Sikiria the wandering lion returns
Sikiria the lion is known well by all the Lion Guardians. He was first discovered in Eselenkai in October last year and was aptly named Sikiria (meaning ‘donkey’ in Maa) due to an incident when he and his three other male companions killed a number of donkeys. Since October of last year he and his closest companion Oyayai (Oyayai means ‘porcupine’ in Maa, as he was seen with a number of quills lodged in his chin!) went walkabout. Here is Sikiria.
Being male lions, they possibly decided to have a wander around to find a suitable place to claim as their own territory. But their wanderings took them to places that nobody expected them to go! All of the Lion Guardians across Olgulului, Eselenkei and Mbirikani spent countless days searching their zones for two male tracks and the signal from Sikiria’s collar. For months and months they were missing. Eventually, in early May, they was rediscovered in Eselenkei group ranch again!
Once Sikiria’s GPS collar was downloaded everyone was shocked to see that Sikiria and Oyiayi had covered roughly 4000Kms2; going all the way into Tanzania and far west along the Tanzania/Kenya border. Their vast movement made us realise the importance for the project to expand into other areas to keep the population of lions under constant monitoring.
Since May of this year, Sikiria and Oyayai have begun to settle as residents of Eselenkei. They have mostly been based in the Selenkay Conservancy and can be heard roaring close to our camp every few nights. Guardians Lopono and Kamunu continue to monitor their movements as the lions occupy both of their zones. We don’t know if Sikiria and Oyaiai will decide to finally settle down in this area, but as for now it seems that they are keen to stay. The Guardians are very pleased to be able to monitor Sikiria on a daily basis, especially as he used to be rather fond of livestock, and we all hope he doesn’t disapear again!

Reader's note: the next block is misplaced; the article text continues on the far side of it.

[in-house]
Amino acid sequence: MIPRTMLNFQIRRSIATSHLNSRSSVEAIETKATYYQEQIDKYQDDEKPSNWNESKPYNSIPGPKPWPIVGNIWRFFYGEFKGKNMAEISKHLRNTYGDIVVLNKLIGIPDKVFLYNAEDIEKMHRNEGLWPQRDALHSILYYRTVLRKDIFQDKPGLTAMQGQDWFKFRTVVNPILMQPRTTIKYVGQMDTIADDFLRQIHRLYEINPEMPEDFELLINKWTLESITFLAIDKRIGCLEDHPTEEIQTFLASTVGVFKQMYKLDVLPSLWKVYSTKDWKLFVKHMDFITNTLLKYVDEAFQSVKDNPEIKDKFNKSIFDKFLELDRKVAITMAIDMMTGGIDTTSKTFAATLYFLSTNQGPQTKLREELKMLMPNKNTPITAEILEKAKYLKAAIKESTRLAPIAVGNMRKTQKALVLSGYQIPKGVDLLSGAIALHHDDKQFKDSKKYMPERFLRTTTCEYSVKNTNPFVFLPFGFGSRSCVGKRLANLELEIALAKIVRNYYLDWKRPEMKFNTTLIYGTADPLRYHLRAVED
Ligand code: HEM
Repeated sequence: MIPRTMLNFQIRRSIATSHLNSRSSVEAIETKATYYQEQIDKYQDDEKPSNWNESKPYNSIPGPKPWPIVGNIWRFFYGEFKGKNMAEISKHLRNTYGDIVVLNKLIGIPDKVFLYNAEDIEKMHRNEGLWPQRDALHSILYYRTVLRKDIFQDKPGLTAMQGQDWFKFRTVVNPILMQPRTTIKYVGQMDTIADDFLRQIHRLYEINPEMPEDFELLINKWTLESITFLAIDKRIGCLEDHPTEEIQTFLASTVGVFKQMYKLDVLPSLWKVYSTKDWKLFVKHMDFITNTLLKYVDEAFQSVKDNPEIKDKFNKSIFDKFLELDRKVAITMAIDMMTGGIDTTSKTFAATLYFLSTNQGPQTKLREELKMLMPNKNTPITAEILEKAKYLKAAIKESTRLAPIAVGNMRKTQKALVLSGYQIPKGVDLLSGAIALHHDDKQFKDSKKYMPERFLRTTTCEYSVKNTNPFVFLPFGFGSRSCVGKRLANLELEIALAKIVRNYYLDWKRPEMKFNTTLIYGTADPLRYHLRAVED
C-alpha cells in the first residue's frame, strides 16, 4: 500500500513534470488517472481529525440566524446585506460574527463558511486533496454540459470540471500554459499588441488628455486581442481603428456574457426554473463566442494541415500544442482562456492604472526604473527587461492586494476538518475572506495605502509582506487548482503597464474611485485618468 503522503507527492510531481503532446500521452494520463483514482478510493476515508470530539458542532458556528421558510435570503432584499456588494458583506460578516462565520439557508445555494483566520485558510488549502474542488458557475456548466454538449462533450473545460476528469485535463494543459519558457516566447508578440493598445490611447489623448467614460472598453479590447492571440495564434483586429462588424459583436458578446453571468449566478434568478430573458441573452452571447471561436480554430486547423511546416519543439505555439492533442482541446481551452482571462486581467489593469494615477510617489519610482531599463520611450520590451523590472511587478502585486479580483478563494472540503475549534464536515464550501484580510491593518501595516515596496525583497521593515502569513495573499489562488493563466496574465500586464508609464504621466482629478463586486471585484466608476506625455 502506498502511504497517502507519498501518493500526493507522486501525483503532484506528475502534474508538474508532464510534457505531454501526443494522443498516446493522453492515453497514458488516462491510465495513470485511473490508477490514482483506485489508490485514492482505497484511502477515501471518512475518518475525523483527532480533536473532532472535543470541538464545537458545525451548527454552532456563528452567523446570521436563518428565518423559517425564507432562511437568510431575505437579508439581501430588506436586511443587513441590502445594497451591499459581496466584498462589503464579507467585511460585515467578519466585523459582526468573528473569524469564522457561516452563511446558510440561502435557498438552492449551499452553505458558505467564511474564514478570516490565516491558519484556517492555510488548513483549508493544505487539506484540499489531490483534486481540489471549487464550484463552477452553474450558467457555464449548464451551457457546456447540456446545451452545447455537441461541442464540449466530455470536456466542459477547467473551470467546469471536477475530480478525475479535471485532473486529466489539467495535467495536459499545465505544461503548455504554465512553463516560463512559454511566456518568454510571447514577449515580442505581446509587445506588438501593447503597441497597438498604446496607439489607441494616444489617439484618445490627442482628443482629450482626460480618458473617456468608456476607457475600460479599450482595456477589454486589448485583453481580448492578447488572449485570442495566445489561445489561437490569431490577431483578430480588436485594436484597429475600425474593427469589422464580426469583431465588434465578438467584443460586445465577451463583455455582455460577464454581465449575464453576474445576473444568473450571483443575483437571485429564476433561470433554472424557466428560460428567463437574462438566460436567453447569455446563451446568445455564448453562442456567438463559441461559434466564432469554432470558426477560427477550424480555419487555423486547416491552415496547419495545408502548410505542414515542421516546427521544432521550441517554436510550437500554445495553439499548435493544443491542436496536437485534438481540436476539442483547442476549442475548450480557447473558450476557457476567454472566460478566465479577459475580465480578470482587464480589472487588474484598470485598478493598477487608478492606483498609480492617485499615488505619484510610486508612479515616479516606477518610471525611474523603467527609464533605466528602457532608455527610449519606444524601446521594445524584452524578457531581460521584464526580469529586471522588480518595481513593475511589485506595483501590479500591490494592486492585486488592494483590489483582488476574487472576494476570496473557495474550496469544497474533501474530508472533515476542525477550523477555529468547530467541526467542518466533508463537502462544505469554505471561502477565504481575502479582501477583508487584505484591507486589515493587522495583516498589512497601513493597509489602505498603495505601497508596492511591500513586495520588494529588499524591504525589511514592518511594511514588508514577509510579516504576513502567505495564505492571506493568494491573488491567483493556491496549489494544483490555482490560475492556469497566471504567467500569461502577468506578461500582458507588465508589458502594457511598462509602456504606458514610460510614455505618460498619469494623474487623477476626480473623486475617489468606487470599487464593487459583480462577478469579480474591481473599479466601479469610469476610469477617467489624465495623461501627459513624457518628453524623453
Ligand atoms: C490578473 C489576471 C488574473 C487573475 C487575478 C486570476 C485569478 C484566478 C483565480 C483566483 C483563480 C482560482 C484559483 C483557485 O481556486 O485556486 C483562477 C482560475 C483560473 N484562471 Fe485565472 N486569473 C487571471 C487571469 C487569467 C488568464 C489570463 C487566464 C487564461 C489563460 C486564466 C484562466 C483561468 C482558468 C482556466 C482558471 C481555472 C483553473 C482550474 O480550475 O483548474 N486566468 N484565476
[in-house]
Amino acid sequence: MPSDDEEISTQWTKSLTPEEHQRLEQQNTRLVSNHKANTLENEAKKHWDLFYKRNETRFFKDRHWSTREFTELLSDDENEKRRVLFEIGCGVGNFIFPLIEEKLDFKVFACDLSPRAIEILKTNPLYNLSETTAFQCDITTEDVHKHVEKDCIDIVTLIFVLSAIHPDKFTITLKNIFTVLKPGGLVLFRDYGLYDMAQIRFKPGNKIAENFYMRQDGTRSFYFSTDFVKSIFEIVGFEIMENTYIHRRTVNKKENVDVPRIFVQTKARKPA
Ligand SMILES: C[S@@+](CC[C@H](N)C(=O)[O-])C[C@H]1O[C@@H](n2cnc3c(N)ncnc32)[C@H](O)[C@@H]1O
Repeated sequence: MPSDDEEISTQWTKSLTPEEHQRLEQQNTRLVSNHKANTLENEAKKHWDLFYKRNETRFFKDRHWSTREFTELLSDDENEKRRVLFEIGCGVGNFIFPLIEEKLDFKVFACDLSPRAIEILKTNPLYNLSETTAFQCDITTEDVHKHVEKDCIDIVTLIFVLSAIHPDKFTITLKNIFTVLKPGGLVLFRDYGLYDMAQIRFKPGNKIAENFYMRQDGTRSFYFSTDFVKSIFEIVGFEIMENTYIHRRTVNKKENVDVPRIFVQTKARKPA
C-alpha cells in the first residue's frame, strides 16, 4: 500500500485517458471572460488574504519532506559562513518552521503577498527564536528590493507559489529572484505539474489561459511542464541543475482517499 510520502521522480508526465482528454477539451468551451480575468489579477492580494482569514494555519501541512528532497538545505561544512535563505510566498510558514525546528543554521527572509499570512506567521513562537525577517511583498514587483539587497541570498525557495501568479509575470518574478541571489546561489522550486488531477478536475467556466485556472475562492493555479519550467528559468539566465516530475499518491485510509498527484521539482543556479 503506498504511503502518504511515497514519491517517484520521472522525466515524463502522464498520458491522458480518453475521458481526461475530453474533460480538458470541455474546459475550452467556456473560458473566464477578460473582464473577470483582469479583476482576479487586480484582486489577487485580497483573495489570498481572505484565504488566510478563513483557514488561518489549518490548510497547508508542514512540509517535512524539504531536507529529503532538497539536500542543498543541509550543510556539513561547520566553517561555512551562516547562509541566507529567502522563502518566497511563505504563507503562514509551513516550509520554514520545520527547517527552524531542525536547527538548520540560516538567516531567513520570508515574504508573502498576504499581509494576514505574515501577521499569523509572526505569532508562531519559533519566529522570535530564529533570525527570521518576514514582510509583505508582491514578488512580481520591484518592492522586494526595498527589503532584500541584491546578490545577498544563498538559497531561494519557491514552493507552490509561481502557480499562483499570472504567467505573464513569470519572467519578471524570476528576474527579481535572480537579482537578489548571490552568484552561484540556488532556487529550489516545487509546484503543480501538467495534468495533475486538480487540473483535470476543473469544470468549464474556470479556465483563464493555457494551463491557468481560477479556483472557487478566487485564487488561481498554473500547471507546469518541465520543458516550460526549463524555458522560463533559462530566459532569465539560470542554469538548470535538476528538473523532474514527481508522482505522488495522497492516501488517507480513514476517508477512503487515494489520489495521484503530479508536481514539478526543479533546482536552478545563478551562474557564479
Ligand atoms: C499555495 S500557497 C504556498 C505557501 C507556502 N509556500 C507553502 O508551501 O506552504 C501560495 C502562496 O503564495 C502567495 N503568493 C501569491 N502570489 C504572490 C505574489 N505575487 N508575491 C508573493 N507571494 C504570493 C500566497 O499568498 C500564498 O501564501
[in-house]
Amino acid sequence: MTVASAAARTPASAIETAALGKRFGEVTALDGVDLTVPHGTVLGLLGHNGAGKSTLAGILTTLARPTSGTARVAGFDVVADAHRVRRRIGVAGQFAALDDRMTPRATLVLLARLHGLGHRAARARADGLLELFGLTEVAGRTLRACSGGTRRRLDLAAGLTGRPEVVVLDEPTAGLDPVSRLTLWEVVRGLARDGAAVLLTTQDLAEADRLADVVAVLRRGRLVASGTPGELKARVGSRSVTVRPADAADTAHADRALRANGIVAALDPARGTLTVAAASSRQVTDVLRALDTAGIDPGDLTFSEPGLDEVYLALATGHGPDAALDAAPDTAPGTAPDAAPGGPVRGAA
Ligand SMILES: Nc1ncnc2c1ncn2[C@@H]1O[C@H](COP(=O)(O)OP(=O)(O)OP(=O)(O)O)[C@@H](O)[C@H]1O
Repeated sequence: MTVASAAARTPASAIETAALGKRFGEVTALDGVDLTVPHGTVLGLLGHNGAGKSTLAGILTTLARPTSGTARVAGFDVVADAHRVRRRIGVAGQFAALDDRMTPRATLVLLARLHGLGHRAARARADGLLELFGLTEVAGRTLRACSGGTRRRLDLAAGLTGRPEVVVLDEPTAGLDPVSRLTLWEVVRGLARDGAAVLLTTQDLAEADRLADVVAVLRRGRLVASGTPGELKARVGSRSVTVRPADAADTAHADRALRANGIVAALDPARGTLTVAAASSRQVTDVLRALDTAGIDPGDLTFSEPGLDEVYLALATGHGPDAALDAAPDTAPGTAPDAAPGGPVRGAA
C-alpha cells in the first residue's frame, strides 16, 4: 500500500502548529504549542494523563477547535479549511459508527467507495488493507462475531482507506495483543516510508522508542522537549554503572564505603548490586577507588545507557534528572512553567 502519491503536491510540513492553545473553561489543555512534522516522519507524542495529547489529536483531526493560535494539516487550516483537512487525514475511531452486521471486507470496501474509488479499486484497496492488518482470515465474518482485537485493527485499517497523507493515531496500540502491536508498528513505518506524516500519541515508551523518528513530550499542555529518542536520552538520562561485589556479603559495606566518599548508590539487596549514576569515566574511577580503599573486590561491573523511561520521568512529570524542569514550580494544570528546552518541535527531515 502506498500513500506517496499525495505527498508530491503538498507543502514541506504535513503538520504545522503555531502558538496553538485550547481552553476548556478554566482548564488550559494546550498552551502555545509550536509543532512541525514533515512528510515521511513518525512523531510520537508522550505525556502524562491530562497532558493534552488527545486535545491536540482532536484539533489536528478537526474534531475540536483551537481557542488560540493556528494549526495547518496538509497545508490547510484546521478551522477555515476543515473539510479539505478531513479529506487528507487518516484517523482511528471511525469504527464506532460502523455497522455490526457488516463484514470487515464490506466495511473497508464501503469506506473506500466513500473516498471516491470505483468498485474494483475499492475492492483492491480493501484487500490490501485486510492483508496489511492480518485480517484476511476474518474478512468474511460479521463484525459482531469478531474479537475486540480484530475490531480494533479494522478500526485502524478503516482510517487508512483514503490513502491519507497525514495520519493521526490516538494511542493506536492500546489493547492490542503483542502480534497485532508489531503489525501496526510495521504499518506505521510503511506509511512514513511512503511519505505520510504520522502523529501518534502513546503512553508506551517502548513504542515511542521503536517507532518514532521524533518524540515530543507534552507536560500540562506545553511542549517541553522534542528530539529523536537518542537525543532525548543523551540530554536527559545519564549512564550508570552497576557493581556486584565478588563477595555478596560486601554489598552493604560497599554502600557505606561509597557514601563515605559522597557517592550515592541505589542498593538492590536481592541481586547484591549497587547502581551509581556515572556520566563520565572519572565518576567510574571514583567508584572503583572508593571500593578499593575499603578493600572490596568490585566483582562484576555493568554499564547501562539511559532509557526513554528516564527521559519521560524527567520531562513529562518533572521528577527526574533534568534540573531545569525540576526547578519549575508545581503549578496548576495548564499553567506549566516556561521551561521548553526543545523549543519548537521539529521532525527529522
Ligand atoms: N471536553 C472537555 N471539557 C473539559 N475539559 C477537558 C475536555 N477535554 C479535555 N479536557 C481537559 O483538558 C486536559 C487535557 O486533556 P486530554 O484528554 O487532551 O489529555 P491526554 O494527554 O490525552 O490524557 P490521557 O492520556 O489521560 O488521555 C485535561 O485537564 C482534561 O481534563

it’s so good to see him again. but what about his companion? i do get so worried when there is sight of the other. a missing lion could be a dead one. if these boys don’t settle down in this area, maybe they can move to the area around amboseli where male lions are so rare that hyaneas are outnumbering any thing and are stealing kills from the poor lionesses.
Sikiria and Oyayai’s story highlights so well the need for the Pan African lion corridor initiative and the expansion of the Lion Guardians- and hopefully the development of similar programmes elsewhere. Human predator conflict a Pan African problem and I don’t know of any active programmes comparable to the LG’s in Southern African countries; I would be overjoyed to stand corrected.